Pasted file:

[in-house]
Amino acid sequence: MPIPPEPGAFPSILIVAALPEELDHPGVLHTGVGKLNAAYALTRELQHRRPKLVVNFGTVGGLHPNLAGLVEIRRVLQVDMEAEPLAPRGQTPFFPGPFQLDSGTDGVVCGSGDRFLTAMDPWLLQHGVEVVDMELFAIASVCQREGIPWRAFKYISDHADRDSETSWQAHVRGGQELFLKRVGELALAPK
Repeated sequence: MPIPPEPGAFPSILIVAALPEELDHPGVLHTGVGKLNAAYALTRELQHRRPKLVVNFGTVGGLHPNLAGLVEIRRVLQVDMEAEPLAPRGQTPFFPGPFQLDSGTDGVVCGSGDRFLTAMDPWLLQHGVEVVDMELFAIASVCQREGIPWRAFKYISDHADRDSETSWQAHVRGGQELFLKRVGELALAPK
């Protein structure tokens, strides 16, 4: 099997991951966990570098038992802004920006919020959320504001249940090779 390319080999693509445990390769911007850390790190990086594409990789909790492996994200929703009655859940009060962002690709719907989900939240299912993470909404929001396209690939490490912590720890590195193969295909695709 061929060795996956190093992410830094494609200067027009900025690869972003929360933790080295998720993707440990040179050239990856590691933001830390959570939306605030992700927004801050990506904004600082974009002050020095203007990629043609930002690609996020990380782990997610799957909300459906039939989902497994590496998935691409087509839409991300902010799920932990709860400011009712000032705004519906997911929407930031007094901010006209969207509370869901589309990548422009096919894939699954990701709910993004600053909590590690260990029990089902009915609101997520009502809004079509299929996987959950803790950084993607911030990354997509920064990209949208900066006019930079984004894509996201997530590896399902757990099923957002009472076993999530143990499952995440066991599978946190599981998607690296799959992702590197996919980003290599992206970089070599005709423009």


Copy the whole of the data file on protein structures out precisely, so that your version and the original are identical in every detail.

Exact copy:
[in-house]
Amino acid sequence: MPIPPEPGAFPSILIVAALPEELDHPGVLHTGVGKLNAAYALTRELQHRRPKLVVNFGTVGGLHPNLAGLVEIRRVLQVDMEAEPLAPRGQTPFFPGPFQLDSGTDGVVCGSGDRFLTAMDPWLLQHGVEVVDMELFAIASVCQREGIPWRAFKYISDHADRDSETSWQAHVRGGQELFLKRVGELALAPK
Repeated sequence: MPIPPEPGAFPSILIVAALPEELDHPGVLHTGVGKLNAAYALTRELQHRRPKLVVNFGTVGGLHPNLAGLVEIRRVLQVDMEAEPLAPRGQTPFFPGPFQLDSGTDGVVCGSGDRFLTAMDPWLLQHGVEVVDMELFAIASVCQREGIPWRAFKYISDHADRDSETSWQAHVRGGQELFLKRVGELALAPK
């Protein structure tokens, strides 16, 4: 099997991951966990570098038992802004920006919020959320504001249940090779 390319080999693509445990390769911007850390790190990086594409990789909790492996994200929703009655859940009060962002690709719907989900939240299912993470909404929001396209690939490490912590720890590195193969295909695709 061929060795996956190093992410830094494609200067027009900025690869972003929360933790080295998720993707440990040179050239990856590691933001830390959570939306605030992700927004801050990506904004600082974009002050020095203007990629043609930002690609996020990380782990997610799957909300459906039939989902497994590496998935691409087509839409991300902010799920932990709860400011009712000032705004519906997911929407930031007094901010006209969207509370869901589309990548422009096919894939699954990701709910993004600053909590590690260990029990089902009915609101997520009502809004079509299929996987959950803790950084993607911030990354997509920064990209949208900066006019930079984004894509996201997530590896399902757990099923957002009472076993999530143990499952995440066991599978946190599981998607690296799959992702590197996919980003290599992206970089070599005709423009």